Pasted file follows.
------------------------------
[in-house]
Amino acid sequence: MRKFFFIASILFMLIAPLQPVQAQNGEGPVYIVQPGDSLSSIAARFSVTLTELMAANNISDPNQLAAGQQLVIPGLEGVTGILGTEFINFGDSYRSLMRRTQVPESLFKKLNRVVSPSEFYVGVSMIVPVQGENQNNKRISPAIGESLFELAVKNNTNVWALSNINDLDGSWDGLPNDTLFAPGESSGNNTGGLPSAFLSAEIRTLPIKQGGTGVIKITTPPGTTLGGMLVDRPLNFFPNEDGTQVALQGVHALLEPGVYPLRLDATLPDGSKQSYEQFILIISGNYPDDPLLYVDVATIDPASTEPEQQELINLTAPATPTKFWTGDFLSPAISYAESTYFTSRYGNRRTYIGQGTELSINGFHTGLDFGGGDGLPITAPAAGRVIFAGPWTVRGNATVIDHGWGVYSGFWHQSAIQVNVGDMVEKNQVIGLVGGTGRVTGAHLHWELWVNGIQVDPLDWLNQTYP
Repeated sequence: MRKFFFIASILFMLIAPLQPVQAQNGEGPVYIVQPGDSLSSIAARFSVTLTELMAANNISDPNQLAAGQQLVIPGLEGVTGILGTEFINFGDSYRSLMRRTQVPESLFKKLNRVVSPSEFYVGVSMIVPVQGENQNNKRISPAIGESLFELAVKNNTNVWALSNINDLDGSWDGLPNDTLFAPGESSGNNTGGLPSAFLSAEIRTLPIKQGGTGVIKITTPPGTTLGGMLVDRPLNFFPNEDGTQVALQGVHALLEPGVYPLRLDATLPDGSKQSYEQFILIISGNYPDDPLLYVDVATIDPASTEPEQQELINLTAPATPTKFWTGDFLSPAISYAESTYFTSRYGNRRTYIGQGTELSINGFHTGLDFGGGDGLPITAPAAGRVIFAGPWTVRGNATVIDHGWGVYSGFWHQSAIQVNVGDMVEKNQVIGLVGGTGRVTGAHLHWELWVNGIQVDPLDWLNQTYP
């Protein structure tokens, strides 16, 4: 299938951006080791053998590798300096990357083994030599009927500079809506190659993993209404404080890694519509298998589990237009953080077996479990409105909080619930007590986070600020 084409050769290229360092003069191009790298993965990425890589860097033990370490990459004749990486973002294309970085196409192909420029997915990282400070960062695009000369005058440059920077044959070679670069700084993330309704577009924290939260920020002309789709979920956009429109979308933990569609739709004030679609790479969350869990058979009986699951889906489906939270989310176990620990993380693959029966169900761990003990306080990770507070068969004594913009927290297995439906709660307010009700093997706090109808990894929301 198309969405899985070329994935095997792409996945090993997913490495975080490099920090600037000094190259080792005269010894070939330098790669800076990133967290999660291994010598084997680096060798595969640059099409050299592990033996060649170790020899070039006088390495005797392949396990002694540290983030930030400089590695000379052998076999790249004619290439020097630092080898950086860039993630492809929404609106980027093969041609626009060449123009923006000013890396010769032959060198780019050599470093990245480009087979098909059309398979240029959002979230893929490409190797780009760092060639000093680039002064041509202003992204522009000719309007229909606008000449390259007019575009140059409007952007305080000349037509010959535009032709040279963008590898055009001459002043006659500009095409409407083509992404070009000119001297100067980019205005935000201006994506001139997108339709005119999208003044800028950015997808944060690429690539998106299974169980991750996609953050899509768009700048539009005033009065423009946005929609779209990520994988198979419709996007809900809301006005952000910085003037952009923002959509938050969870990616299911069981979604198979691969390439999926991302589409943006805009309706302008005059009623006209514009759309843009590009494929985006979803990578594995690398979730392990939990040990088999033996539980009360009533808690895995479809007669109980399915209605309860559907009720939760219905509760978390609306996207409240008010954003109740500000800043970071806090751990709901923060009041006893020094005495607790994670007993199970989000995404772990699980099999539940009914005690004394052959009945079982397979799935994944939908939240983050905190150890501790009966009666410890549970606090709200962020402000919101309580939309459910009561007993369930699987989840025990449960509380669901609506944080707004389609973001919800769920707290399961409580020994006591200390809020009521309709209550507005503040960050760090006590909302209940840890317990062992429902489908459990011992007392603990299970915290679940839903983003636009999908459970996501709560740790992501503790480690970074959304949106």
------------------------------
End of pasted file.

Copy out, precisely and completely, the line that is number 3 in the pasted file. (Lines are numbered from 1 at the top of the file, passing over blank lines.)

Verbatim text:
Repeated sequence: MRKFFFIASILFMLIAPLQPVQAQNGEGPVYIVQPGDSLSSIAARFSVTLTELMAANNISDPNQLAAGQQLVIPGLEGVTGILGTEFINFGDSYRSLMRRTQVPESLFKKLNRVVSPSEFYVGVSMIVPVQGENQNNKRISPAIGESLFELAVKNNTNVWALSNINDLDGSWDGLPNDTLFAPGESSGNNTGGLPSAFLSAEIRTLPIKQGGTGVIKITTPPGTTLGGMLVDRPLNFFPNEDGTQVALQGVHALLEPGVYPLRLDATLPDGSKQSYEQFILIISGNYPDDPLLYVDVATIDPASTEPEQQELINLTAPATPTKFWTGDFLSPAISYAESTYFTSRYGNRRTYIGQGTELSINGFHTGLDFGGGDGLPITAPAAGRVIFAGPWTVRGNATVIDHGWGVYSGFWHQSAIQVNVGDMVEKNQVIGLVGGTGRVTGAHLHWELWVNGIQVDPLDWLNQTYP